CAs and auditors can make use of a Chartered Accountant Loan to leverage big data for their firm. With loans ranging up to Rs. 32 lakh, affordable interest rate, no end restrictions on the use of the loan and doorstep services, these finance solutions are custom-made for professionals like you.
According to a report, brands lose up to 20% in revenues due to poor customer experience. A Capgemini study reveals that customers with strong brand attachment deliver 23% more profit than an average customer. In modern business, it's imperative for auditors to focus on customer experience. New-age customers want more than compliance work and after-the-fact reporting.
Cloud computing is a tool that has become a necessary business partner and strategy for successful audit firms. It facilitates comprehensive data storage, swift recovery and cost-effective management. Firms can take on more clients and broaden their reach in the market without having to assume security risks of doing so.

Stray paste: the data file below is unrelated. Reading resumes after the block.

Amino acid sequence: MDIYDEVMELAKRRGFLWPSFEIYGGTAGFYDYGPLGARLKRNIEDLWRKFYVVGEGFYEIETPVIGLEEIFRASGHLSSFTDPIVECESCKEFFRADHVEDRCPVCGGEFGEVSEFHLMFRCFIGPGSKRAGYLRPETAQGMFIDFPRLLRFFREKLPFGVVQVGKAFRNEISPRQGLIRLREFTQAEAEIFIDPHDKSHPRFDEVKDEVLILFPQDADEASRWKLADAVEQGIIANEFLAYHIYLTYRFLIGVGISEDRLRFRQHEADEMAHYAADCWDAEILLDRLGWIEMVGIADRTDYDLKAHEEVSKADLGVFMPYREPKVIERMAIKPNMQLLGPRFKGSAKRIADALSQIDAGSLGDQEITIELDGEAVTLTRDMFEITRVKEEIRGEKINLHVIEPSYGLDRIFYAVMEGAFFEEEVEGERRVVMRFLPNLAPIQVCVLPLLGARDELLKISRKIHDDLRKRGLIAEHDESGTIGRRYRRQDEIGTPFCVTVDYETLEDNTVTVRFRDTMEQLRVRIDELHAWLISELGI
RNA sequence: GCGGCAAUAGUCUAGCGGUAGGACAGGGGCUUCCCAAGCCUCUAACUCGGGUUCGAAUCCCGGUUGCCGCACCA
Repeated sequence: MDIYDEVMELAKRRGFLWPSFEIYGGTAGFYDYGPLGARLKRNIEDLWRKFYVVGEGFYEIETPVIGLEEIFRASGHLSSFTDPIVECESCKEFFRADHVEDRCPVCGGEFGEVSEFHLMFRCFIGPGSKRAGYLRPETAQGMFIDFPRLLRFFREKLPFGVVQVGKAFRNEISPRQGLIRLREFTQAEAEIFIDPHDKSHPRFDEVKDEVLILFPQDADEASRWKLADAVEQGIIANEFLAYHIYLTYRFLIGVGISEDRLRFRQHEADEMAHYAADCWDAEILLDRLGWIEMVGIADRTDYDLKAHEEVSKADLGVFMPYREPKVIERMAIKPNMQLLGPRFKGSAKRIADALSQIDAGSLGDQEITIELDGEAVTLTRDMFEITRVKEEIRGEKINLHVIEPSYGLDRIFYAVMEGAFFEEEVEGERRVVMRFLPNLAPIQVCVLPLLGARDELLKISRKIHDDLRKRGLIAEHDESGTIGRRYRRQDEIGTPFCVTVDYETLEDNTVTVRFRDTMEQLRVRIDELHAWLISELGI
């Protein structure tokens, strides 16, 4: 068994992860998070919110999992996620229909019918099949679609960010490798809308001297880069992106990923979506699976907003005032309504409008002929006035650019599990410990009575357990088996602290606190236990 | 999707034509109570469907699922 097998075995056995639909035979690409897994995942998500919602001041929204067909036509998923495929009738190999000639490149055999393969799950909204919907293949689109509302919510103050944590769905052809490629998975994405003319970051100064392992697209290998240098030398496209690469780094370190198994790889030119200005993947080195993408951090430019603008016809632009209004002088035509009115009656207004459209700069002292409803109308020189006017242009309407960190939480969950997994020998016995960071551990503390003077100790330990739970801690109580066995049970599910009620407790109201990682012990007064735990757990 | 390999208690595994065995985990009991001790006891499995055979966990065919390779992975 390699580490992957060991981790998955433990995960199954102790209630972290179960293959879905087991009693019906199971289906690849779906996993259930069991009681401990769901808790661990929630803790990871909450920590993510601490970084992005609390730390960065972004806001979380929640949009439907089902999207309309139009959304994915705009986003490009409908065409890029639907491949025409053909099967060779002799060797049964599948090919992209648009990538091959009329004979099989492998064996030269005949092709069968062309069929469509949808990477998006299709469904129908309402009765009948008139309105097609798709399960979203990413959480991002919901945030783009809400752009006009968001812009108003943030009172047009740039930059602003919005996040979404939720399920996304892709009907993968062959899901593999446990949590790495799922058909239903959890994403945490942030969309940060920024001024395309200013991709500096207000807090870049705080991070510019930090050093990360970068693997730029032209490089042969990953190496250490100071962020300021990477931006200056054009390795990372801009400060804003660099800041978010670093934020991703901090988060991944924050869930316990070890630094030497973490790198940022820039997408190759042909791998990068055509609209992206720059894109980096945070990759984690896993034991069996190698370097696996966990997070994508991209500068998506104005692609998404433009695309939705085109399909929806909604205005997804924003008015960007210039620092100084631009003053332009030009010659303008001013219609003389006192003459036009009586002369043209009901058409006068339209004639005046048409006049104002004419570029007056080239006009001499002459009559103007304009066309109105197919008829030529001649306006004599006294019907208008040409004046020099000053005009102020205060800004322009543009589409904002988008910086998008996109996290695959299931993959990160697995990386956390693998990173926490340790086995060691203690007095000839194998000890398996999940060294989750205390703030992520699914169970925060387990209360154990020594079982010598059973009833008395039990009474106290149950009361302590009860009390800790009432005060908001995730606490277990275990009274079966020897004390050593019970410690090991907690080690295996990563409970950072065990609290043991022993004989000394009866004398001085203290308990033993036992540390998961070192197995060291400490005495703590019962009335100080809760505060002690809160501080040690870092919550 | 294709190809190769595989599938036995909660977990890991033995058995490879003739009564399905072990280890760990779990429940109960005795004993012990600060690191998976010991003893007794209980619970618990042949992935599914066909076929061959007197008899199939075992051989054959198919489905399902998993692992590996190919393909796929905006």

Cloud computing ensures that all stakeholders remain in contact, outside the firm’s walls, while still establishing and maintaining a secure environment. When mobility eases, a firm’s access is limitless.
Other areas where such technologies may introduce efficiencies include processing of confirmation responses or using drones for physical inventory observations. As a result, the auditor should have more time to carefully examine the more complex and higher risk areas that require increased auditor judgment and contain high levels of estimation uncertainty. Such tools will also enable auditors to perform advanced analytics which will provide them with greater awareness and deeper insights into the company's operations.
With rising expectations from clients and stakeholders and need for better transparency, auditing firms can no longer remain alien to modern technology. By leveraging the same, auditors can enhance the quality of audit and add to their own brand value.